How Saratoga Hospital leveraged patient monitoring to reduce transfers to ICU by 63%
For many hospitals, the shift to value-based care is adding pressure to deliver quality care and achieve the best clinical outcomes while reducing costs. Saratoga Hospital in Saratoga Springs, New York, was one such hospital facing these challenges as they tried to adapt to delivering higher quality, accessible and affordable care to aging populations with increasing incidences of chronic diseases.
In New York State alone, more than 40 percent of adults suffer from a chronic disease, which is responsible for 23 percent of its hospitalizations, according to state data. That high number often makes for a hectic, overcrowded general ward. In these scenarios, it is often difficult for caregivers to determine which patients are at the greatest risk of having an unexpected serious adverse event such as cardiac arrest.
Caregivers at Saratoga Hospital were taking patients' vital signs every four hours, and this information would be manually logged into the electronic health record to be further assessed by nurses. This spot-checking made it difficult for nurses to identify indications that a patient was deteriorating.
In an effort to minimize preventable adverse events, Saratoga Hospital implemented a Philips patient monitoring system to eliminate patient codes and reduce patient transfers to the intensive care unit. Philips IntelliVue Guardian helps streamline the manual process by automating the scoring that aids clinicians in identifying deviations in a patient's vital signs, according to the hospital.
There are many patient monitoring systems on the market today. Vendors include Biotronik, Leaf Healthcare, MD Revolution, Medtronic, Nihon Kohden, Philips Healthcare, Spacelabs Healthcare and Welch Allyn.
MEETING THE CHALLENGE
Saratoga Hospital leveraged a modified early warning score protocol, an algorithm supported by the Philips IntelliVue Guardian Solution, which streamlines the manual process of entering vital signs into the EHR and automates the scoring that aids clinicians in identifying deviations in a patient's vital signs, said Diane Bartos, RN, the hospital's director of critical care.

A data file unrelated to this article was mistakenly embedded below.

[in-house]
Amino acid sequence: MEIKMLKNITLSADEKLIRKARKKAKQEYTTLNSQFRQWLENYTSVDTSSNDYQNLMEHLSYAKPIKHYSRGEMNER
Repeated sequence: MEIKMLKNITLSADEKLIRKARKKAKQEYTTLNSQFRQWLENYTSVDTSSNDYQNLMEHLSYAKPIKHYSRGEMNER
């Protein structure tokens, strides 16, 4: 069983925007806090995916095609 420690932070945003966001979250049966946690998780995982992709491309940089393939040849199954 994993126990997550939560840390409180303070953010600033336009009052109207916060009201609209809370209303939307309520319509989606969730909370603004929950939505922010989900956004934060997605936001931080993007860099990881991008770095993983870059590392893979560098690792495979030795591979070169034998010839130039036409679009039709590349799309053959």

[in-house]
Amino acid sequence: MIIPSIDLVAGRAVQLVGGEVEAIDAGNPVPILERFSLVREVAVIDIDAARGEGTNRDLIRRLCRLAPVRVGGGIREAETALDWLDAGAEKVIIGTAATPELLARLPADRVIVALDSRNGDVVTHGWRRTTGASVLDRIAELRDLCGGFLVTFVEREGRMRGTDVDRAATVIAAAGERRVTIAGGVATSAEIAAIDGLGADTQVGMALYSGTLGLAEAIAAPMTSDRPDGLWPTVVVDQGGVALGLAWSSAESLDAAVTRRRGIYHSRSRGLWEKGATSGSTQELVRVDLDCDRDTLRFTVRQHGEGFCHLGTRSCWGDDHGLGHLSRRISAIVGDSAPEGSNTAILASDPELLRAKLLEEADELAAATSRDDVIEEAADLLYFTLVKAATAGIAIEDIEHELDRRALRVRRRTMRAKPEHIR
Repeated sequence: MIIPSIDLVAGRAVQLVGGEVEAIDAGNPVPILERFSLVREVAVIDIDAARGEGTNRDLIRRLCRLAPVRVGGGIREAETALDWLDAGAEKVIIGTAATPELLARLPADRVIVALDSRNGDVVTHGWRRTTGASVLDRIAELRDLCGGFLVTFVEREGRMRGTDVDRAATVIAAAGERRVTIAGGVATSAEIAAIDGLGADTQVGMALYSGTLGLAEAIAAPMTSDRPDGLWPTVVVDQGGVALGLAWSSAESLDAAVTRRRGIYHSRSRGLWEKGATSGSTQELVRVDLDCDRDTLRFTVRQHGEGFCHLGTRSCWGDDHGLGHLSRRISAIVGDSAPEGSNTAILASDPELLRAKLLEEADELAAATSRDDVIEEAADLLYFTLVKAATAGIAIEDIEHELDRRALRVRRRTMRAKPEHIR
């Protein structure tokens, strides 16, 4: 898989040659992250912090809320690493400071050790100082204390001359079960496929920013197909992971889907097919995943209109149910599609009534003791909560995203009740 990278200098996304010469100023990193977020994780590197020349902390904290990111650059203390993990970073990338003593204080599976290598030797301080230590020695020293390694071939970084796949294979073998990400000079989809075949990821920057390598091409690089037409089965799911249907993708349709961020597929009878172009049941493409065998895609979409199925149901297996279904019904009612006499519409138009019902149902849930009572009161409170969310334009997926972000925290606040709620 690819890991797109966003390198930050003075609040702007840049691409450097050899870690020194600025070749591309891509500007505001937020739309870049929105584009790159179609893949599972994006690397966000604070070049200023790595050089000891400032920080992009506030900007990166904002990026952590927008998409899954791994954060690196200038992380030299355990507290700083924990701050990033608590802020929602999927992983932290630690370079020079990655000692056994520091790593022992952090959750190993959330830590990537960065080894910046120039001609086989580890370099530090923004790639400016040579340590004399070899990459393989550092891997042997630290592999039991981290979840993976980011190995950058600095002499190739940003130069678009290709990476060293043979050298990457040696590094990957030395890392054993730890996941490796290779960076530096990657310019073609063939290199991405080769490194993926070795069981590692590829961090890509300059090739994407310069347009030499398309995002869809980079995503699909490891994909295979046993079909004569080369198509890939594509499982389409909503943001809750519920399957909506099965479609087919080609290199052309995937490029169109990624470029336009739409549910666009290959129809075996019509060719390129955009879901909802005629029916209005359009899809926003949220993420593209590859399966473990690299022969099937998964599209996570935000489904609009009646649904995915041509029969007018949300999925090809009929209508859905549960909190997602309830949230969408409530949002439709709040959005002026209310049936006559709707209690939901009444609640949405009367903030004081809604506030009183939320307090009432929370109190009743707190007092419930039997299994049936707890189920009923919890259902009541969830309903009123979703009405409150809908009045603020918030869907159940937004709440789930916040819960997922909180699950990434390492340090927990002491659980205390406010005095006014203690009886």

"This early identification occurs hours before a potential adverse event, giving Saratoga's clinicians time to intervene prior to patient deterioration," she added.
The technology is used by clinicians and integrates with EHRs via Philips IntelliBridge Enterprise, an interoperability system, to send patients' vital sign information directly into the system to be further assessed, avoiding the previously manual processes, she said. It also integrates with Philips IntelliVue MP5SC vital signs monitor, which helps enhance patient care by providing patient measurements and clinical decision support at the point of care, she said.
Since implementing all of the technology in 2015, Saratoga Hospital has reduced patient transfers to the ICU by 63 percent.
"By leveraging Guardian and the early warning score protocol, clinicians were able to identify and detect problematic changes in patients' vital sign information hours before a potential adverse event could occur," Bartos said. "This gave Saratoga's clinicians time to intervene before a patient deteriorated and required transfer back to the ICU."
And since implementing the technology, Saratoga Hospital has eliminated patient codes – adverse events such as rapid patient deterioration or cardiac arrest – within its 20-bed orthopedic unit, which dropped from three or four codes per year to zero.
"The system empowers nurses to make confident care decisions with real-time alerts to identify subtle signs of deterioration in a patient's condition at the point of care before potential adverse events occur – allowing them to eliminate codes, making them one step closer to saving a patient's life," Bartos explained. "It also helped to save time during rounds."
ADVICE FOR OTHERS
It is important for the healthcare provider organization to hold collaborative internal discussions between physicians and nursing staff to clearly identify the organization's end goals for the new system, said Bartos.
First determine how the organization plans to use the scoring and how everyone would like the system to work once implemented, then back into the steps for carrying it out from there, she said.
"In these discussions, think about how the organization would like to hold caregivers accountable for using the system," she advised. "Consider whether to use it as a quality indicator, a personnel evaluation tool, or both, in addition to its primary function. Deciding these uses ahead of time will help the vendor and organization work together to set up the system to best meet organizational needs from the beginning."
Those initial discussions should include establishing collective buy-in from all parties – physicians, nursing leadership, nurses and advanced practice providers, she said. Total buy-in, she said, can make a difference in how well clinicians and caregivers adapt to the technology.